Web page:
So we have been talking about risk versus reward, and we keep coming back to the point that commercial property investments have the ability to produce greater returns. We have also talked about some of the key differences between residential and commercial properties.
Continuing on that note, just about every investor wants to know the value of their property. In the residential space, investors need only look at comparable listings to get an idea of the property value. Commercial property, however, is a bit more… shall we say, “specialised.” A variety of growth measures determine the potential property value. Here we’ll look at those drivers so you can better evaluate your existing properties or any properties on your “investment wish-list.”
Commercial Property Growth Drivers:
The fundamental growth drivers in the commercial market are economic factors and population growth. Feeding off each other, these two factors have a symbiotic relationship: when the economy grows, the demand for warehouse/industrial space follows suit, which, in turn, increases demand for retail space because consumer confidence is higher and people are willing to spend more money. This has a carry on effect, increasing demand for office space. It breaks down like this:
Higher rates curb the economy, which curbs company growth, usually leading to a tightening of the consumer’s purse strings. Lower rates have just the opposite effect - company expansion and consumer spending increase, causing a supply and demand growth.
Particularly in access ways, such as freeways and bypasses, new infrastructure expands the “city” boundaries to lower-cost lands, making more room for affordable growth. The sprawl of businesses and consumers motivates transport companies to move their warehouses, for example.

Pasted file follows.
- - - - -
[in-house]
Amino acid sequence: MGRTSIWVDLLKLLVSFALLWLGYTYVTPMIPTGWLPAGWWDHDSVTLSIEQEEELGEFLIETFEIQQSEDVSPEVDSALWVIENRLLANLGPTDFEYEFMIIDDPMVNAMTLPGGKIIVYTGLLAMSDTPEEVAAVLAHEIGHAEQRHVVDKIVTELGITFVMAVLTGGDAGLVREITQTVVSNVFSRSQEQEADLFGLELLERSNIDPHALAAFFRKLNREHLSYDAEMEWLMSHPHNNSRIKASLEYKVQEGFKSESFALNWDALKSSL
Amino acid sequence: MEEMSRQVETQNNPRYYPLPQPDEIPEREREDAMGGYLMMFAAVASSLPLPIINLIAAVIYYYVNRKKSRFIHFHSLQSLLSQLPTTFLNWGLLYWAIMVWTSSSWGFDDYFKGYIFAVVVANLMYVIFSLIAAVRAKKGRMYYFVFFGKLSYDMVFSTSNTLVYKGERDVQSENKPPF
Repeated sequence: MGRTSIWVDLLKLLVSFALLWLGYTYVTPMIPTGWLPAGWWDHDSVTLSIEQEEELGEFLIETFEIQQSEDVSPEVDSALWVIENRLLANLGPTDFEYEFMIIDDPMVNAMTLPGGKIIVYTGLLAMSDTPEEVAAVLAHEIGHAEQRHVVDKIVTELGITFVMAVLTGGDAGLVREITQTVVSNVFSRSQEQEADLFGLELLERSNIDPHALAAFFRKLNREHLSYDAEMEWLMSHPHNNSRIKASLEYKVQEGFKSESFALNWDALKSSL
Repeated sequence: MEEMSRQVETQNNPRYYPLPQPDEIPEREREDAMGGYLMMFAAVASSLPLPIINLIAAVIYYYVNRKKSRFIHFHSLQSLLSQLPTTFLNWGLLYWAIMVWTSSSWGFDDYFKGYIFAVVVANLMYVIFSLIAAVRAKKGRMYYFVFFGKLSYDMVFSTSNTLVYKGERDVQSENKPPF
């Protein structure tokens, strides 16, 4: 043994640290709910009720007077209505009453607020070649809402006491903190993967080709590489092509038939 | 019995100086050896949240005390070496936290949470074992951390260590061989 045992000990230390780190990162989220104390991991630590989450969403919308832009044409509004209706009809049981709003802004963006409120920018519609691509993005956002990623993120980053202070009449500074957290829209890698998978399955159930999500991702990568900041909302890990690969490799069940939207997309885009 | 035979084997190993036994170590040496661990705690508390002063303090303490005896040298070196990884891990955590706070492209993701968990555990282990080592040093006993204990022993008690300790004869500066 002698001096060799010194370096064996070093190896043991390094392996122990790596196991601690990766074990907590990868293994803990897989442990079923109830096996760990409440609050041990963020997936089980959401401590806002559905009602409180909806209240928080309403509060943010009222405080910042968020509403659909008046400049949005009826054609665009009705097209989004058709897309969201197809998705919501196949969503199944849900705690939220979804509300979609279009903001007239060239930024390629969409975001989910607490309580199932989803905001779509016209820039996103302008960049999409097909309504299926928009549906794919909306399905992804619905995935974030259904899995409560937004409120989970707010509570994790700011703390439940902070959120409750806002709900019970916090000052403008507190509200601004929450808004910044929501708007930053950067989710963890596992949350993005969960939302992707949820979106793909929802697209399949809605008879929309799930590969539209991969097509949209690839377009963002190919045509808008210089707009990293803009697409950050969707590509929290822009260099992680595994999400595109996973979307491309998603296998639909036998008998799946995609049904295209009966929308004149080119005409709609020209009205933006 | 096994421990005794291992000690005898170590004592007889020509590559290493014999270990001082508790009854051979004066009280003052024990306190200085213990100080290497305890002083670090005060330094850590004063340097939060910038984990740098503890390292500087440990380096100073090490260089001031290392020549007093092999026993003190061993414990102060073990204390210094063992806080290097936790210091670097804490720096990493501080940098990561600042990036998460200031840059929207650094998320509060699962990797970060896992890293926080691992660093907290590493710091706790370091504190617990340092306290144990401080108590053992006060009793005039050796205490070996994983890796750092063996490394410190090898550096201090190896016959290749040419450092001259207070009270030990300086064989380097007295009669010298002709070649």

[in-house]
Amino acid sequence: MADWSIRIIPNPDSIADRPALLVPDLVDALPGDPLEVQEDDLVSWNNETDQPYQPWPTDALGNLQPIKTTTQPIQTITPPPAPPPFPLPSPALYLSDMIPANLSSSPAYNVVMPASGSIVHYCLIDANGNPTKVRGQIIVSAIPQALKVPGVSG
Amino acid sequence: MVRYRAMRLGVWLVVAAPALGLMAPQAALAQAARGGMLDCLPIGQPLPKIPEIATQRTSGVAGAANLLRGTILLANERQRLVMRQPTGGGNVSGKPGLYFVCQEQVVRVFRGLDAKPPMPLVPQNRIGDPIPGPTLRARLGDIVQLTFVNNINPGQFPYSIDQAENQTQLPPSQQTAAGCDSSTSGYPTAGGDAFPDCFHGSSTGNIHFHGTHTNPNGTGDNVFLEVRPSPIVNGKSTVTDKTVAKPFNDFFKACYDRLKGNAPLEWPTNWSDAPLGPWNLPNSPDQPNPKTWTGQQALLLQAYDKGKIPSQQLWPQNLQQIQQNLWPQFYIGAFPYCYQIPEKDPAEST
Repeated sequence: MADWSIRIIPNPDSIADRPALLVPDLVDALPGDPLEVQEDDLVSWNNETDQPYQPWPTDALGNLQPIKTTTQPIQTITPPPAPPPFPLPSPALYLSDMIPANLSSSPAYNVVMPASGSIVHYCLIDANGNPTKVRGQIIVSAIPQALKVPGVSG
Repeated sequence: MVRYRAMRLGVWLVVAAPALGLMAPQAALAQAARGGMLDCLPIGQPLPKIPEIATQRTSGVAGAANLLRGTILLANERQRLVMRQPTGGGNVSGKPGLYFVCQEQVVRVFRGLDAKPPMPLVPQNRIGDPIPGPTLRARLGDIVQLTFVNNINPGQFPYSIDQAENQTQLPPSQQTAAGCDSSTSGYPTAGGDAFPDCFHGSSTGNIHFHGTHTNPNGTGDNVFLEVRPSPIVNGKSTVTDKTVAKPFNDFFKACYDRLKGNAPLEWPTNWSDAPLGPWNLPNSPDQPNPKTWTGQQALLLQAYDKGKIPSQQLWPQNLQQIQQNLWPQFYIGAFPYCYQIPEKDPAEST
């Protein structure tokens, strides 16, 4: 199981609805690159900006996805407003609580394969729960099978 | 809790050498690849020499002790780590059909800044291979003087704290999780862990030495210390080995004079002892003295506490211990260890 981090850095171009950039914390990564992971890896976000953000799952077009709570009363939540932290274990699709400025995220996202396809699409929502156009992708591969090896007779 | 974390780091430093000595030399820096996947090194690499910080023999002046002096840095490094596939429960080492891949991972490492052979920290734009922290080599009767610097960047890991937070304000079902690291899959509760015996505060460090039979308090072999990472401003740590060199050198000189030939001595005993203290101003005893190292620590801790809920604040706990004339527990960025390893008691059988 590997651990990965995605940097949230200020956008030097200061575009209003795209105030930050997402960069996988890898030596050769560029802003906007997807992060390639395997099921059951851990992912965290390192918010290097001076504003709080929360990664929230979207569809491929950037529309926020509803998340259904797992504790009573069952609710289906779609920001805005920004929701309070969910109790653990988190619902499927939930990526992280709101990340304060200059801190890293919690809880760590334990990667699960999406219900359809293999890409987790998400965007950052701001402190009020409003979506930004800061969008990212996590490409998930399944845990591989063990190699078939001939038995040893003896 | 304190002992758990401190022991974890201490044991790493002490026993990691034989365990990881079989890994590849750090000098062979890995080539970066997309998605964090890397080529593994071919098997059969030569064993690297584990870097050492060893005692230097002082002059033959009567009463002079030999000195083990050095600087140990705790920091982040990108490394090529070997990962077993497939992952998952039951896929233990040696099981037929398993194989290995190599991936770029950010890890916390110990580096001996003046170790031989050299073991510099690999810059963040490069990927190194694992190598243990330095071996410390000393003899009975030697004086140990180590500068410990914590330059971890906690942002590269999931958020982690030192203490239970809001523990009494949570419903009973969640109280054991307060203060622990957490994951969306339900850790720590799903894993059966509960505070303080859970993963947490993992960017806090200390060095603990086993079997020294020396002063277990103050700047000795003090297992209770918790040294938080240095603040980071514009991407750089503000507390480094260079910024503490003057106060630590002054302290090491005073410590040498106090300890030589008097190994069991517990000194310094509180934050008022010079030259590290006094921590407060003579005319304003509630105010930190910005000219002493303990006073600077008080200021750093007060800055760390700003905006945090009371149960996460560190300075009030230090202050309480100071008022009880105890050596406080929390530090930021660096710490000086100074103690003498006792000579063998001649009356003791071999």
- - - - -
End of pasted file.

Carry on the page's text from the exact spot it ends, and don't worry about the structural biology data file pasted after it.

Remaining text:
Where there are people, there’s more opportunity and need for services. This draws the traditional conveniences: grocery stores, coffee shops, restaurants and ultimately, office space. Demographics play a significant role here too. Young families move to locations with child care and schools. And as more people seek a work-life balance, many are moving closer to the job, creating new opportunities.
Consumer confidence or retail spending:
Consumer confidence drives spending, and when spending goes up, it drives the need for more warehouses and retail outlets, office space, etc..
Further, redevelopment and tax-related factors also come into play. If you’re considering entering the commercial market in the development stage, Acumen Finance, an expert in commercial real estate construction and development financing, can help you understand how these variables will affect your intended project. Call today to talk to one of our specialists.
While all these factors combine to fuel growth which affects commercial property values, ultimately, commercial space is only as valuable as the leases it holds. Therefore, the fastest way to increase a commercial property’s value is to find a tenant or to increase the rent.
Over the past couple of years, Australia’s commercial market yield appears to have “flattened.” In fact, it has experienced a “compressing” of the yield spread between industrial and both office and retail space. What is compression? As it is topping the list as the most preferred commercial property sector to invest in across the Asia-Pacific, let’s look at Logistics for an example.
The driving factor here is economics: businesses are optimising their supply chains and warehouse footprints. As a result, investors are now viewing logistics as the retail of the future - particularly in major transport centres and with the growing interest in “last-mile” delivery hubs.
Essentially, investors have driven down industrial yields to gain entrance into the market, according to an industry survey by ULI/PwC. As a result, investors “captured super-normal gains thanks to record low yields and extraordinary price growth driven by low-interest rates” says Dr Frank Gelber, Head of Property for BIS Oxford Economics.